Call for papers
The 8th Biennial Conference of the International Auto/Biography Association
17-20 July 2012, Canberra, Australia
Deadline for paper and panel proposals: 15 November 2011
Notification of acceptance: 15 December 2011
Conference website: http://www.iaba2012.com
The International Anchoritic Society is still seeking proposals for its two sessions at the 47th International Congress on Medieval Studies at Western Michigan University, Kalamazoo, MI, 10-13 May 2012. Our sessions are
I. Rules: Fifteen- to twenty-minute papers presenting English translations of medieval rules, interpretations or scholarly findings associated with anchoritic or monastic rules, particularly but not limited to Ancrene Wisse, are invited.
II. Anchoritic Guidance Texts in the Modern Classroom (a roundtable): Five to ten minute presentations on pedagogical approaches to anchoritic guidance texts and related materials are invited.
Mindful Body in Healing and the Arts
The Center for Body, Mind and Culture invites proposals for papers to be presented at a 2-day conference, January 19-20, 2011 at Florida Atlantic University, Boca Raton.
Regarding the body as sentient, purposive subjectivity (rather than mere physical flesh), the conference will focus on ways that somatic mindfulness can contribute to health, healing, and aesthetic experience. Papers dealing with disciplines of mindful body consciousness (Asian and Western) and their applications in the areas of wellness, fitness, and the arts are especially welcome.
43rd Annual Convention, Northeast Modern Language Association (NeMLA) March 15-18, 2012 Rochester, New York, held at Hyatt Regency Rochester Host Institution: St. John Fisher College
CFP: "The Return of the Repressed? Intersections of Religion and Culture Today"
Salzburg Institute of Gordon College Symposium
November 5, 2011, Gordon College, Wenham, Massachusetts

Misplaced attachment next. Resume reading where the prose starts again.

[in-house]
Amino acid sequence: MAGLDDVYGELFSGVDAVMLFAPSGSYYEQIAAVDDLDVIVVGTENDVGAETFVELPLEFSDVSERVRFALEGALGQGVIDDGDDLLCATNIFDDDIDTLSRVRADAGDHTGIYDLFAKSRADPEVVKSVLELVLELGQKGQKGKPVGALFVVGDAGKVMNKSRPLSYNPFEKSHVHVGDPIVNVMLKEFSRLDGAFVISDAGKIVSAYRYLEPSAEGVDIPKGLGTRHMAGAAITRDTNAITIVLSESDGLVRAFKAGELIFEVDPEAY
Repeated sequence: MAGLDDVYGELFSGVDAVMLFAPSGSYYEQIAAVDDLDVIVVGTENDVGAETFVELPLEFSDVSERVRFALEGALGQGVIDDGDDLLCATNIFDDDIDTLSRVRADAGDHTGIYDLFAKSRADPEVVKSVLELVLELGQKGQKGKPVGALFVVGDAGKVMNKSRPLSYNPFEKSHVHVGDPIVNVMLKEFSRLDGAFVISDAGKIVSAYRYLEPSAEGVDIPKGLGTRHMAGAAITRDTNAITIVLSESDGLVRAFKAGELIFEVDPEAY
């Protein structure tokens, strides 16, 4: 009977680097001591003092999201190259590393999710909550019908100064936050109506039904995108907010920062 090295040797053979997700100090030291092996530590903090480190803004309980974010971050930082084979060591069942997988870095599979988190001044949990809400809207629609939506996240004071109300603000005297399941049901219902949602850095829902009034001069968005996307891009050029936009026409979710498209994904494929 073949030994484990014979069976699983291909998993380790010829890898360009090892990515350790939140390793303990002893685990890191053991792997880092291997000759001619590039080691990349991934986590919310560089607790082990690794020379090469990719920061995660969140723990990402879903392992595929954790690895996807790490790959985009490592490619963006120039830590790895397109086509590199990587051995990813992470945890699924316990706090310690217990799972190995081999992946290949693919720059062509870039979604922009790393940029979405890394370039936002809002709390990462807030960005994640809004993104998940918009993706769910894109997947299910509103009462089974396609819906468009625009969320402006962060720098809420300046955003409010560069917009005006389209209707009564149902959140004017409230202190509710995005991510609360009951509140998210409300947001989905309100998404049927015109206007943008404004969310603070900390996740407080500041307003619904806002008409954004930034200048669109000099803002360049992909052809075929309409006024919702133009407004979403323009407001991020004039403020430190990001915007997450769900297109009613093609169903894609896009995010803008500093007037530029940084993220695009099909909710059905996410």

From the possibly possessed Miles and Flora in _The Turn of the Screw_ to the feral children in _Lord of the Flies_ to the demonic Damien in _The Omen_, evil children take on various forms. Some are corrupted by external influences—violent media, abuse, or Satan himself. Others, as the title of William March's 1954 novel suggests, are simply "bad seeds," inheritors of morally deficient genes and rotten to the core from birth. To discuss evil children as a singular trope would thus disregard the variations in their form and function. For this panel, I am seeking papers that address the role that evil children play in literary texts, films, and popular culture. Are they repositories for particular cultural anxieties?
As culture becomes increasingly digitized—from downloading and streaming videos and music to digital film production and cloud computing—arguments for the "dematerialization" of media are becoming commonplace. However, media have always been, and remain, embedded in and structured by material objects, networks, and practices that constrain their uses and meanings. Any cultural artifact bears traces and consequences of the material conditions of its production, distribution, and reception, whether this be a result of the size and weight of the camera that shot a film's images, the geography of the shipping or cable network through which it was transported or transmitted, or the spaces occupied by physical record or DVD collections.